Also see:"Bailout of AIG, the CIA & Covert Operations,"and"COMAIR CRASH: THE AIG-9/11 CONNECTION"
By Martha Graybow
Reuters, Nov 3, 2008
The case is unrelated to AIG's mortgage-related losses that led to a near collapse of the company in September and an $85 billion emergency line of credit from the U.S. Federal Reserve.
Four former executives at General Re Corp, a unit of Warren Buffett's Berkshire Hathaway Inc, and one former AIG executive were found guilty by a federal jury in Connecticut in February of fraud and conspiracy. The charges stemmed from a reinsurance deal in 2000 that prosecutors said misled investors about AIG's financial condition.
A sentencing date has not yet been set, but the judge's written ruling on Friday on the size of the investors' losses means that each defendant is expected to face stringent sentencing guidelines when their penalties are determined.
In economic crimes, victims' financial losses are central in calculating sentencing guidelines for defendants. The judge's finding that the fraud had more than 250 victims also ratchets up the potential prison time each defendant may face.
Federal sentencing guidelines are advisory for judges, who can depart from them if they choose.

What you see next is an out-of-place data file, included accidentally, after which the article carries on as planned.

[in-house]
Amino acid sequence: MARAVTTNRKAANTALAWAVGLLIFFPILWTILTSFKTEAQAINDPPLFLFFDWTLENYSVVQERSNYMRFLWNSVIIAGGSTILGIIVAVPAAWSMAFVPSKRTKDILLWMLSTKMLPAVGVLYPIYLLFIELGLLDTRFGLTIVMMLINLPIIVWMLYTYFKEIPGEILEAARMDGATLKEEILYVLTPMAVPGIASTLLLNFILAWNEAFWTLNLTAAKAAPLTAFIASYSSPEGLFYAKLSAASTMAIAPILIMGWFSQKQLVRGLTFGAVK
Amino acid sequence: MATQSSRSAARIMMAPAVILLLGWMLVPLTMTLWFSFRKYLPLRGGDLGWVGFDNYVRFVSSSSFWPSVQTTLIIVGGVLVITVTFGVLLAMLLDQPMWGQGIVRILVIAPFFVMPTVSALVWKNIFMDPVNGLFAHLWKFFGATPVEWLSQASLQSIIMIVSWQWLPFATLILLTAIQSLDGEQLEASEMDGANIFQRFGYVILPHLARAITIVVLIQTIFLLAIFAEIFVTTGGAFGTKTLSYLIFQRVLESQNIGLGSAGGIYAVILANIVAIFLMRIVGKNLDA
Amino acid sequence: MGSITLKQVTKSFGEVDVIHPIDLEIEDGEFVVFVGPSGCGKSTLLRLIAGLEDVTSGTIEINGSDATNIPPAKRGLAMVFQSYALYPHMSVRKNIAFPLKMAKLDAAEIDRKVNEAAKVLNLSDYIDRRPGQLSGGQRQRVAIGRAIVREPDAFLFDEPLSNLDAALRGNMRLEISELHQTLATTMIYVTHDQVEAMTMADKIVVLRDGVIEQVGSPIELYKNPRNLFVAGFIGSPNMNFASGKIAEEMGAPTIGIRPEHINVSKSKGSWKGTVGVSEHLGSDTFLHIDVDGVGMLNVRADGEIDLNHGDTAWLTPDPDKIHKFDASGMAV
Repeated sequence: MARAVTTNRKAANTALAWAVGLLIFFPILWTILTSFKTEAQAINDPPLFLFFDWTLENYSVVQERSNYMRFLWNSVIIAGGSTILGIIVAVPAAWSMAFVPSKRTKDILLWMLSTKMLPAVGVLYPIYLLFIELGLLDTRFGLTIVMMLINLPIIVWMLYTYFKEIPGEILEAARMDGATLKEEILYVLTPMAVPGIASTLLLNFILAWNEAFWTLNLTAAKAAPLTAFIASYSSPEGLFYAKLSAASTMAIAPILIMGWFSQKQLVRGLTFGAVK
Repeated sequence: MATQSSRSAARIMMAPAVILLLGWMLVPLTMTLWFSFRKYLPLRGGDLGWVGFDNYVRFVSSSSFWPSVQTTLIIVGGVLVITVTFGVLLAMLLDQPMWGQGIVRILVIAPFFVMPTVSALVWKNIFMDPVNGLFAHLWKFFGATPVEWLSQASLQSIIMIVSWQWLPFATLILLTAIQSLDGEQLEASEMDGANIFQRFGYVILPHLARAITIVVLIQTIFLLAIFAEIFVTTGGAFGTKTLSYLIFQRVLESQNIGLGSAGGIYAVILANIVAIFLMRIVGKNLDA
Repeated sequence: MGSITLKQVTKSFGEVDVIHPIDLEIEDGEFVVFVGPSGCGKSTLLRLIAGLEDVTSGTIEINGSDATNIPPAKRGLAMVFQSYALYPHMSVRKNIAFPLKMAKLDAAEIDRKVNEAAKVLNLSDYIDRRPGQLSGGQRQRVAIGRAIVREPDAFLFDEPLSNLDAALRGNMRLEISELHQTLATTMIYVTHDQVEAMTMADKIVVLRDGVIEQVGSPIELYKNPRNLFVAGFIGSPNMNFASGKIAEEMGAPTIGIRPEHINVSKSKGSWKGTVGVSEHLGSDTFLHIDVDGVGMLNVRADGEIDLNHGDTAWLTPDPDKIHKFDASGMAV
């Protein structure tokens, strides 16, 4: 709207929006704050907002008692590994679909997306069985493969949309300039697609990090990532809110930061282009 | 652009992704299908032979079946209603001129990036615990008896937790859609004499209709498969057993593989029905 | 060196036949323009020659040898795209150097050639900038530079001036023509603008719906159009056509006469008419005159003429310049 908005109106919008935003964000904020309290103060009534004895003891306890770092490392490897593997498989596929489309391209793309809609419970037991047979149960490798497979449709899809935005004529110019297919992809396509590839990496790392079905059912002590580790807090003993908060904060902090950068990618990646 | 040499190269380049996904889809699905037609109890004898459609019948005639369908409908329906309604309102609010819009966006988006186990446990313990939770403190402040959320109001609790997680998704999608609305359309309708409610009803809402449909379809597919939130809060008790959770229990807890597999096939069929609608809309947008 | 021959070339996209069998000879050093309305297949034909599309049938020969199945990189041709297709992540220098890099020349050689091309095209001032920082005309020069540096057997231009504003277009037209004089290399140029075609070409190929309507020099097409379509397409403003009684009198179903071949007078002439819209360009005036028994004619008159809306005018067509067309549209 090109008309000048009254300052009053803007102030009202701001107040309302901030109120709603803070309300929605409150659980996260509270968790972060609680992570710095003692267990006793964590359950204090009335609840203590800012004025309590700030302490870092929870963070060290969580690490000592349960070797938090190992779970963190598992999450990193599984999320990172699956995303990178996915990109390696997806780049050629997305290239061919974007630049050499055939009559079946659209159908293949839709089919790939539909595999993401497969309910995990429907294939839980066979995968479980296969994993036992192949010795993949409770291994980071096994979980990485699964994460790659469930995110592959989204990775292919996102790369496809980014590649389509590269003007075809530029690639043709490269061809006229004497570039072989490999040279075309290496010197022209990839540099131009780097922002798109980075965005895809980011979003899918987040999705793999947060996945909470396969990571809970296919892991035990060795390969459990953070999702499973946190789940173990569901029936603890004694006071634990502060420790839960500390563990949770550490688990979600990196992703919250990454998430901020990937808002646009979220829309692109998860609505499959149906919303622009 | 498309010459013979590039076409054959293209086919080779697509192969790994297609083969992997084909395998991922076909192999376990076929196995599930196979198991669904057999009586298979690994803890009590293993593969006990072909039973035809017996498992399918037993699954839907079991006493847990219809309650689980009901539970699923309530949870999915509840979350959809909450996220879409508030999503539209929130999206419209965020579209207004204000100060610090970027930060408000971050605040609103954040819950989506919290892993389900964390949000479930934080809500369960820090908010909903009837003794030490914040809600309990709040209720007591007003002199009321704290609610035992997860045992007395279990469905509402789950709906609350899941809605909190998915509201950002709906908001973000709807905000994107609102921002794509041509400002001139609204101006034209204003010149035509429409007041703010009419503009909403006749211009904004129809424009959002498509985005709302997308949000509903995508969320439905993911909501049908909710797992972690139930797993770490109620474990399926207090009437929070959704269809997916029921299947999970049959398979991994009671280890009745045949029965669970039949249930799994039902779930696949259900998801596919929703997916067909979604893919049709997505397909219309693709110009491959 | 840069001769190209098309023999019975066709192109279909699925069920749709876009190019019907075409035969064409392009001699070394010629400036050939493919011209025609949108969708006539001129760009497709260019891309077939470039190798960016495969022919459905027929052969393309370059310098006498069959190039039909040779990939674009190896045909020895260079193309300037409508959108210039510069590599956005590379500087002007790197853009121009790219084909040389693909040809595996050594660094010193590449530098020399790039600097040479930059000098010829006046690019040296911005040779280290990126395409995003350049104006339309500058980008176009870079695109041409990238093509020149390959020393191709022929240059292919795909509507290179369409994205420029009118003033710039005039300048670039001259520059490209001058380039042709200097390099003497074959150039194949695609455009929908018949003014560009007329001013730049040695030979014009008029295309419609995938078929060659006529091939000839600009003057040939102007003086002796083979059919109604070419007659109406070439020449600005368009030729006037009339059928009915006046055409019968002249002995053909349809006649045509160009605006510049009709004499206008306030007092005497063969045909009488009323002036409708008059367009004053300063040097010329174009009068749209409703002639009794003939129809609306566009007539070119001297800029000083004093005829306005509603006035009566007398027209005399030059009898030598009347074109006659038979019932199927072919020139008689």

Based on the judge's calculations, the sentencing guidelines in the case likely will be "through the roof," said Douglas Berman, a law professor at Ohio State University and expert in white-collar sentencing matters.
"We're looking at a suggested guideline range of at least decades" of prison time for each defendant, he said. "There is a separate question of whether the judge will consider it necessary and appropriate to impose a prison sentence that is so long, particularly because these are first-time offenders."
Convicted at trial were General Re's former chief executive Ronald Ferguson, former chief financial officer Elizabeth Monrad, former assistant general counsel Robert Graham, former senior vice president Christopher Garand, and AIG former vice president of reinsurance Christian Milton.
Prosecutors, in court papers, have sought "substantial" prison terms. Defense lawyers have pleaded for leniency.
At the center of the case was a finite reinsurance transaction that prosecutors said allowed AIG to improperly boost loss reserves by $500 million in 2000 and 2001, artificially bolstering its share price.
In estimating the investor losses, U.S. District Judge Christopher Droney rejected calculations by a government expert that they could be as high as $1.4 billion. The judge concluded that the same expert, using a different methodology, made a "reasonable estimate" of losses between $544 million and $597 million.
(Reporting by Martha Graybow, editing by Matthew Lewis)